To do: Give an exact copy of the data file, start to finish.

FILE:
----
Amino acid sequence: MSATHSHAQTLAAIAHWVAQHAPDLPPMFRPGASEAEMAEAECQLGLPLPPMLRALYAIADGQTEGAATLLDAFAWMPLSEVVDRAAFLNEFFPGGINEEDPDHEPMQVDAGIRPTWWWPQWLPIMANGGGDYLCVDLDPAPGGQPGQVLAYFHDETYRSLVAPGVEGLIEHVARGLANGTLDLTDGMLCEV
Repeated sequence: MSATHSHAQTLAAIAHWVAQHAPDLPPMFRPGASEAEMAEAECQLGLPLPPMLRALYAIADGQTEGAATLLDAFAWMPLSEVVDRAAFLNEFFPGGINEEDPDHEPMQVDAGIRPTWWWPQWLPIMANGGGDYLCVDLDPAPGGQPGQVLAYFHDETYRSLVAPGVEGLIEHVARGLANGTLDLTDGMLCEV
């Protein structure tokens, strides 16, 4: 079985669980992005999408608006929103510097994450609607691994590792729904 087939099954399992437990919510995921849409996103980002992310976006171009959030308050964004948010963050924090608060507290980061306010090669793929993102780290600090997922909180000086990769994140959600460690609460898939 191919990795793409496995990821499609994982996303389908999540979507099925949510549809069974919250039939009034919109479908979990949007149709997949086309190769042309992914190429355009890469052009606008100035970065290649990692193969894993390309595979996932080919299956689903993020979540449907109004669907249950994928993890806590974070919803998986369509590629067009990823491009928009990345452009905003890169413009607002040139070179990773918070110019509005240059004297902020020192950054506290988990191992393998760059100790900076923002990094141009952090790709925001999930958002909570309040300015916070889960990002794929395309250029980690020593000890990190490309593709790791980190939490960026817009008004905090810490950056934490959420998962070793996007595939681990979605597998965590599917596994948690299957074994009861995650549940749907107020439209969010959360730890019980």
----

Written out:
Amino acid sequence: MSATHSHAQTLAAIAHWVAQHAPDLPPMFRPGASEAEMAEAECQLGLPLPPMLRALYAIADGQTEGAATLLDAFAWMPLSEVVDRAAFLNEFFPGGINEEDPDHEPMQVDAGIRPTWWWPQWLPIMANGGGDYLCVDLDPAPGGQPGQVLAYFHDETYRSLVAPGVEGLIEHVARGLANGTLDLTDGMLCEV
Repeated sequence: MSATHSHAQTLAAIAHWVAQHAPDLPPMFRPGASEAEMAEAECQLGLPLPPMLRALYAIADGQTEGAATLLDAFAWMPLSEVVDRAAFLNEFFPGGINEEDPDHEPMQVDAGIRPTWWWPQWLPIMANGGGDYLCVDLDPAPGGQPGQVLAYFHDETYRSLVAPGVEGLIEHVARGLANGTLDLTDGMLCEV
């Protein structure tokens, strides 16, 4: 079985669980992005999408608006929103510097994450609607691994590792729904 087939099954399992437990919510995921849409996103980002992310976006171009959030308050964004948010963050924090608060507290980061306010090669793929993102780290600090997922909180000086990769994140959600460690609460898939 191919990795793409496995990821499609994982996303389908999540979507099925949510549809069974919250039939009034919109479908979990949007149709997949086309190769042309992914190429355009890469052009606008100035970065290649990692193969894993390309595979996932080919299956689903993020979540449907109004669907249950994928993890806590974070919803998986369509590629067009990823491009928009990345452009905003890169413009607002040139070179990773918070110019509005240059004297902020020192950054506290988990191992393998760059100790900076923002990094141009952090790709925001999930958002909570309040300015916070889960990002794929395309250029980690020593000890990190490309593709790791980190939490960026817009008004905090810490950056934490959420998962070793996007595939681990979605597998965590599917596994948690299957074994009861995650549940749907107020439209969010959360730890019980």